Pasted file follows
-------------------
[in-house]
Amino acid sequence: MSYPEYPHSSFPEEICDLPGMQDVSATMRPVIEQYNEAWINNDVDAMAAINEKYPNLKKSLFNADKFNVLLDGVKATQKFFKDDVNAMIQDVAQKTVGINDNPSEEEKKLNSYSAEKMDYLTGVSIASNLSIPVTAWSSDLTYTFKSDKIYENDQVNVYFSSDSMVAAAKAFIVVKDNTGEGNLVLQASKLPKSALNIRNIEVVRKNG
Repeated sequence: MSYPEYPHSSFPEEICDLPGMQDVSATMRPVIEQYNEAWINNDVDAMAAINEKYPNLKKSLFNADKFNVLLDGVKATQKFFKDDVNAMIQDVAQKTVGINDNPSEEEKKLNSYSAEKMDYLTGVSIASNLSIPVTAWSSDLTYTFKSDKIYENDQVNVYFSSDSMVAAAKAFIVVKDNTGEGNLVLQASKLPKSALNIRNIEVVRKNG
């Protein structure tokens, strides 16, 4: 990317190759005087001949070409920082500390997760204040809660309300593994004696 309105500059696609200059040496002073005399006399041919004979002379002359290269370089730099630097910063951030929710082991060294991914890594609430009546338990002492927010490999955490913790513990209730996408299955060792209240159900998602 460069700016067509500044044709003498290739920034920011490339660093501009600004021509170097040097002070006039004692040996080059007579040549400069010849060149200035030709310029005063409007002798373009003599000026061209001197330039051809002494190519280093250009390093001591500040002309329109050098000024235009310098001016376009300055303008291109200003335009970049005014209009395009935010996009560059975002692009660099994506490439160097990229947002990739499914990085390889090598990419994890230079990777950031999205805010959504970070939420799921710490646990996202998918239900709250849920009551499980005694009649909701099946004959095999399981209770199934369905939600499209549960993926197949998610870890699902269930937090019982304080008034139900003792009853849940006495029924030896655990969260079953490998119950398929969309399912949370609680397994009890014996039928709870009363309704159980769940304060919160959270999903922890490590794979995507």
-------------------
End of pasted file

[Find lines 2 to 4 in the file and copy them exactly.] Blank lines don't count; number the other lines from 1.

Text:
Amino acid sequence: MSYPEYPHSSFPEEICDLPGMQDVSATMRPVIEQYNEAWINNDVDAMAAINEKYPNLKKSLFNADKFNVLLDGVKATQKFFKDDVNAMIQDVAQKTVGINDNPSEEEKKLNSYSAEKMDYLTGVSIASNLSIPVTAWSSDLTYTFKSDKIYENDQVNVYFSSDSMVAAAKAFIVVKDNTGEGNLVLQASKLPKSALNIRNIEVVRKNG
Repeated sequence: MSYPEYPHSSFPEEICDLPGMQDVSATMRPVIEQYNEAWINNDVDAMAAINEKYPNLKKSLFNADKFNVLLDGVKATQKFFKDDVNAMIQDVAQKTVGINDNPSEEEKKLNSYSAEKMDYLTGVSIASNLSIPVTAWSSDLTYTFKSDKIYENDQVNVYFSSDSMVAAAKAFIVVKDNTGEGNLVLQASKLPKSALNIRNIEVVRKNG
């Protein structure tokens, strides 16, 4: 990317190759005087001949070409920082500390997760204040809660309300593994004696 309105500059696609200059040496002073005399006399041919004979002379002359290269370089730099630097910063951030929710082991060294991914890594609430009546338990002492927010490999955490913790513990209730996408299955060792209240159900998602 460069700016067509500044044709003498290739920034920011490339660093501009600004021509170097040097002070006039004692040996080059007579040549400069010849060149200035030709310029005063409007002798373009003599000026061209001197330039051809002494190519280093250009390093001591500040002309329109050098000024235009310098001016376009300055303008291109200003335009970049005014209009395009935010996009560059975002692009660099994506490439160097990229947002990739499914990085390889090598990419994890230079990777950031999205805010959504970070939420799921710490646990996202998918239900709250849920009551499980005694009649909701099946004959095999399981209770199934369905939600499209549960993926197949998610870890699902269930937090019982304080008034139900003792009853849940006495029924030896655990969260079953490998119950398929969309399912949370609680397994009890014996039928709870009363309704159980769940304060919160959270999903922890490590794979995507």